Aki is a serial entrepreneur, startup scientist and co-founder, board member and advisor at Naava, a nature-inspired technology company.
Every day, new startups are born while others fail. Creating a new business might come across as a journey against the odds. How could it be possible to excel under uncertainty and significantly increase the probability of success?
A couple of months ago I wrote a Forbes article about how to kill the myth of entrepreneurship and follow the science. Creating a new business from scratch, especially in corporate settings, feels more like art than science. However, behind successful growth, there is a systematic process. What I’ve learned in my experience as a founder-CEO who’s done extensive research on entrepreneurship boils down to this: The underlooked key to success is understanding the difference between managerial and entrepreneurial thinking.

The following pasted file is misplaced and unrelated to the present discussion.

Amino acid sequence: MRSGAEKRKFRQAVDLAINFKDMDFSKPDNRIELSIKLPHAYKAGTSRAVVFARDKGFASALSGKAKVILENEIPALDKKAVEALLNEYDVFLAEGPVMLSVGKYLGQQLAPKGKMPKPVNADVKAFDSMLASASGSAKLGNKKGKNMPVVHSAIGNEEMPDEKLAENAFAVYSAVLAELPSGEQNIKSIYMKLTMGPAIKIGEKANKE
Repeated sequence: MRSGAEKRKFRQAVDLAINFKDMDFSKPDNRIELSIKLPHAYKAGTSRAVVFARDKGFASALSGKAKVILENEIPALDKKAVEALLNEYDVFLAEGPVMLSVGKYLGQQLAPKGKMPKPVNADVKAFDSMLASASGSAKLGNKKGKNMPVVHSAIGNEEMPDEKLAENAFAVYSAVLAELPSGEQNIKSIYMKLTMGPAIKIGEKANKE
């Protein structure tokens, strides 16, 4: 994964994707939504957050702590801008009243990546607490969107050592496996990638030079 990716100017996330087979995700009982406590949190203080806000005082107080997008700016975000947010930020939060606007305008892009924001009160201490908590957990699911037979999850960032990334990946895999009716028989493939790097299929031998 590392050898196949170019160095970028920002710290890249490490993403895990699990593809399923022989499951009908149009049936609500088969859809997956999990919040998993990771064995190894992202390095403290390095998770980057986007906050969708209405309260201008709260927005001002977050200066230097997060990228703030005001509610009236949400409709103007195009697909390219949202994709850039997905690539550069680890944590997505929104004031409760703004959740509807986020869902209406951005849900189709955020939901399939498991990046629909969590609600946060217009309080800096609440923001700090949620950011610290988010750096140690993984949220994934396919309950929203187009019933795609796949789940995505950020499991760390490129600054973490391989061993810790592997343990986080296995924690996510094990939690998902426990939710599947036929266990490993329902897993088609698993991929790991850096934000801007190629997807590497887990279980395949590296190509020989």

I believe managers and entrepreneurs differ drastically in adapting to uncertainty and scouting the untraveled paths. And the difference lies in their mindset.
A Manager’s Way Of Thinking
I find that managerial logic seeks how to adapt to future and external threats. It scouts best practices based on previous outcomes and relies on top-down market research. The way corporate managers think, according to Saras D. Sarasvathy, is through causation logic (registration required).
This is a viable way of thinking when you have the resources available for executing the plan. The challenge comes when you are creating something fundamentally new with no data to support the decisions. And when it comes to something innovative, this can be the case.